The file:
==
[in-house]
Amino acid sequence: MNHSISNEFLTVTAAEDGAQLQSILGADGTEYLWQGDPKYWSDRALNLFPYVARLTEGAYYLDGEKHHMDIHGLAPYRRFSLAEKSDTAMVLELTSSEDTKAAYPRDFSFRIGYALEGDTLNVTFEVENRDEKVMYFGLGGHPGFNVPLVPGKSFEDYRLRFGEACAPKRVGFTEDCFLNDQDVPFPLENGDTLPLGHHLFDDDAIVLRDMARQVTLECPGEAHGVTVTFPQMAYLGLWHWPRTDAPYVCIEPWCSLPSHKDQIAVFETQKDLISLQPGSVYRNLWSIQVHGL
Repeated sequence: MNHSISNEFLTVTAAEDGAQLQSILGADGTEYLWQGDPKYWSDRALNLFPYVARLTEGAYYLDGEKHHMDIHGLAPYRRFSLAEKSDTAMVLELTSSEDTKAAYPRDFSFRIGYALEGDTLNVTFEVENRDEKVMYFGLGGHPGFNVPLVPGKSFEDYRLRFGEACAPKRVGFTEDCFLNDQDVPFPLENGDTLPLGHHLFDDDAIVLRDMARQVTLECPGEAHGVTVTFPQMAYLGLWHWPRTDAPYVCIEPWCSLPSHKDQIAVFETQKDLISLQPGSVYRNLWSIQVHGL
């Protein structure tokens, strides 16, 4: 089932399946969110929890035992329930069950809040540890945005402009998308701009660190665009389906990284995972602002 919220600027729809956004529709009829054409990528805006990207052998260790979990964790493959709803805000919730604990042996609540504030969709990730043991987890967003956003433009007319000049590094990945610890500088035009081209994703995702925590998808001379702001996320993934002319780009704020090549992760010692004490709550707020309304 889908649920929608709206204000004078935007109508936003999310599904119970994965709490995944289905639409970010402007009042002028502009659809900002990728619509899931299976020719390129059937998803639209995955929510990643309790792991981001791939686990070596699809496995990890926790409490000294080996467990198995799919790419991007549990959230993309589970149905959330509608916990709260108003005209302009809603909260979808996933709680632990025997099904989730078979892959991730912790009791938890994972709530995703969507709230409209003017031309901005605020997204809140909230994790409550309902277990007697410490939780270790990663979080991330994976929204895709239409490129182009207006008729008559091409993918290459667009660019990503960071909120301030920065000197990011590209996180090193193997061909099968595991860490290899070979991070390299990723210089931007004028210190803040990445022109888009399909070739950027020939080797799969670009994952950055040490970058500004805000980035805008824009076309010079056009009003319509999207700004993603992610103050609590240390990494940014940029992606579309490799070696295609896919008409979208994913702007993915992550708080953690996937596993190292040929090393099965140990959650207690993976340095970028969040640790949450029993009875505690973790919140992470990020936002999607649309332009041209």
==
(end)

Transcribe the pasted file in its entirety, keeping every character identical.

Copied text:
[in-house]
Amino acid sequence: MNHSISNEFLTVTAAEDGAQLQSILGADGTEYLWQGDPKYWSDRALNLFPYVARLTEGAYYLDGEKHHMDIHGLAPYRRFSLAEKSDTAMVLELTSSEDTKAAYPRDFSFRIGYALEGDTLNVTFEVENRDEKVMYFGLGGHPGFNVPLVPGKSFEDYRLRFGEACAPKRVGFTEDCFLNDQDVPFPLENGDTLPLGHHLFDDDAIVLRDMARQVTLECPGEAHGVTVTFPQMAYLGLWHWPRTDAPYVCIEPWCSLPSHKDQIAVFETQKDLISLQPGSVYRNLWSIQVHGL
Repeated sequence: MNHSISNEFLTVTAAEDGAQLQSILGADGTEYLWQGDPKYWSDRALNLFPYVARLTEGAYYLDGEKHHMDIHGLAPYRRFSLAEKSDTAMVLELTSSEDTKAAYPRDFSFRIGYALEGDTLNVTFEVENRDEKVMYFGLGGHPGFNVPLVPGKSFEDYRLRFGEACAPKRVGFTEDCFLNDQDVPFPLENGDTLPLGHHLFDDDAIVLRDMARQVTLECPGEAHGVTVTFPQMAYLGLWHWPRTDAPYVCIEPWCSLPSHKDQIAVFETQKDLISLQPGSVYRNLWSIQVHGL
């Protein structure tokens, strides 16, 4: 089932399946969110929890035992329930069950809040540890945005402009998308701009660190665009389906990284995972602002 919220600027729809956004529709009829054409990528805006990207052998260790979990964790493959709803805000919730604990042996609540504030969709990730043991987890967003956003433009007319000049590094990945610890500088035009081209994703995702925590998808001379702001996320993934002319780009704020090549992760010692004490709550707020309304 889908649920929608709206204000004078935007109508936003999310599904119970994965709490995944289905639409970010402007009042002028502009659809900002990728619509899931299976020719390129059937998803639209995955929510990643309790792991981001791939686990070596699809496995990890926790409490000294080996467990198995799919790419991007549990959230993309589970149905959330509608916990709260108003005209302009809603909260979808996933709680632990025997099904989730078979892959991730912790009791938890994972709530995703969507709230409209003017031309901005605020997204809140909230994790409550309902277990007697410490939780270790990663979080991330994976929204895709239409490129182009207006008729008559091409993918290459667009660019990503960071909120301030920065000197990011590209996180090193193997061909099968595991860490290899070979991070390299990723210089931007004028210190803040990445022109888009399909070739950027020939080797799969670009994952950055040490970058500004805000980035805008824009076309010079056009009003319509999207700004993603992610103050609590240390990494940014940029992606579309490799070696295609896919008409979208994913702007993915992550708080953690996937596993190292040929090393099965140990959650207690993976340095970028969040640790949450029993009875505690973790919140992470990020936002999607649309332009041209």